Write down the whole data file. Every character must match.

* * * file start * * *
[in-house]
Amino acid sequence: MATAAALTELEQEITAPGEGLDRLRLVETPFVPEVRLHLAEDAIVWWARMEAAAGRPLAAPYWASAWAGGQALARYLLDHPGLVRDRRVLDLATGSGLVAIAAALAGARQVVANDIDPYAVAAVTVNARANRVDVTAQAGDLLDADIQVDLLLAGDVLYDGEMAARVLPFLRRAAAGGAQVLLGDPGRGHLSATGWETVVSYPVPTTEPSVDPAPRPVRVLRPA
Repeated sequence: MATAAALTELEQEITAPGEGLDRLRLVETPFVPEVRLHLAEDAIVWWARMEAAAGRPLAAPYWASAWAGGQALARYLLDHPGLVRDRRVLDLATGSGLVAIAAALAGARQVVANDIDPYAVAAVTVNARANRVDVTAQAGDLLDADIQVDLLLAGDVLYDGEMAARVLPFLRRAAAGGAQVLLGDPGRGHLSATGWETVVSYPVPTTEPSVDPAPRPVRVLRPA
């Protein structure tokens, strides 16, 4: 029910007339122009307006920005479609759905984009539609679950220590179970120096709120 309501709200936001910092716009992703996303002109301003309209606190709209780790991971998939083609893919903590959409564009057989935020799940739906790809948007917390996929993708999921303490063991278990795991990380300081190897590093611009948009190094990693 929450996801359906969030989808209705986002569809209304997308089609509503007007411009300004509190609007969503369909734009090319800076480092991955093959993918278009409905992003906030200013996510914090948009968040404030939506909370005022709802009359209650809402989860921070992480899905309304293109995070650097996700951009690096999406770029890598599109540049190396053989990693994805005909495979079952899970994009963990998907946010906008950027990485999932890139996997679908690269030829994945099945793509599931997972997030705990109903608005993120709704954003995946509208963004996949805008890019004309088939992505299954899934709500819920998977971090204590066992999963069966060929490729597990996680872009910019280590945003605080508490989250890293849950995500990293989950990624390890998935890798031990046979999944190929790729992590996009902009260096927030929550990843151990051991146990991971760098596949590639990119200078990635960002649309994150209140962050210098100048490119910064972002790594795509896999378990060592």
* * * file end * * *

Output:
[in-house]
Amino acid sequence: MATAAALTELEQEITAPGEGLDRLRLVETPFVPEVRLHLAEDAIVWWARMEAAAGRPLAAPYWASAWAGGQALARYLLDHPGLVRDRRVLDLATGSGLVAIAAALAGARQVVANDIDPYAVAAVTVNARANRVDVTAQAGDLLDADIQVDLLLAGDVLYDGEMAARVLPFLRRAAAGGAQVLLGDPGRGHLSATGWETVVSYPVPTTEPSVDPAPRPVRVLRPA
Repeated sequence: MATAAALTELEQEITAPGEGLDRLRLVETPFVPEVRLHLAEDAIVWWARMEAAAGRPLAAPYWASAWAGGQALARYLLDHPGLVRDRRVLDLATGSGLVAIAAALAGARQVVANDIDPYAVAAVTVNARANRVDVTAQAGDLLDADIQVDLLLAGDVLYDGEMAARVLPFLRRAAAGGAQVLLGDPGRGHLSATGWETVVSYPVPTTEPSVDPAPRPVRVLRPA
């Protein structure tokens, strides 16, 4: 029910007339122009307006920005479609759905984009539609679950220590179970120096709120 309501709200936001910092716009992703996303002109301003309209606190709209780790991971998939083609893919903590959409564009057989935020799940739906790809948007917390996929993708999921303490063991278990795991990380300081190897590093611009948009190094990693 929450996801359906969030989808209705986002569809209304997308089609509503007007411009300004509190609007969503369909734009090319800076480092991955093959993918278009409905992003906030200013996510914090948009968040404030939506909370005022709802009359209650809402989860921070992480899905309304293109995070650097996700951009690096999406770029890598599109540049190396053989990693994805005909495979079952899970994009963990998907946010906008950027990485999932890139996997679908690269030829994945099945793509599931997972997030705990109903608005993120709704954003995946509208963004996949805008890019004309088939992505299954899934709500819920998977971090204590066992999963069966060929490729597990996680872009910019280590945003605080508490989250890293849950995500990293989950990624390890998935890798031990046979999944190929790729992590996009902009260096927030929550990843151990051991146990991971760098596949590639990119200078990635960002649309994150209140962050210098100048490119910064972002790594795509896999378990060592």